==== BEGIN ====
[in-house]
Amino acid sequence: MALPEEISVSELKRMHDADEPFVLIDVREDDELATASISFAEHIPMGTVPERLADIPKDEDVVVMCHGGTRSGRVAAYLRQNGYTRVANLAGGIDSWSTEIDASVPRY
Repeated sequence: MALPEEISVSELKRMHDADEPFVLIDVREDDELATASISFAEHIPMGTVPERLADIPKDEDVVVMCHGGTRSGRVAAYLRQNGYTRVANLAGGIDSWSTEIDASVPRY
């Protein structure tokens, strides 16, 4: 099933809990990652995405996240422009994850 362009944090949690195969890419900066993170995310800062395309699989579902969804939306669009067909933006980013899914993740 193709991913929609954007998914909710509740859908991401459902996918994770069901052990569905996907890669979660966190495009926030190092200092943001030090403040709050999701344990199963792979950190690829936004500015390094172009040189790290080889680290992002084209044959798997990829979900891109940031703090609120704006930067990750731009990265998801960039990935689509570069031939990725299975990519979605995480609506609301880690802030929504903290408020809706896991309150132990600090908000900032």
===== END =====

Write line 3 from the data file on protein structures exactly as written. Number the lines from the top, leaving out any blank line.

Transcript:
Repeated sequence: MALPEEISVSELKRMHDADEPFVLIDVREDDELATASISFAEHIPMGTVPERLADIPKDEDVVVMCHGGTRSGRVAAYLRQNGYTRVANLAGGIDSWSTEIDASVPRY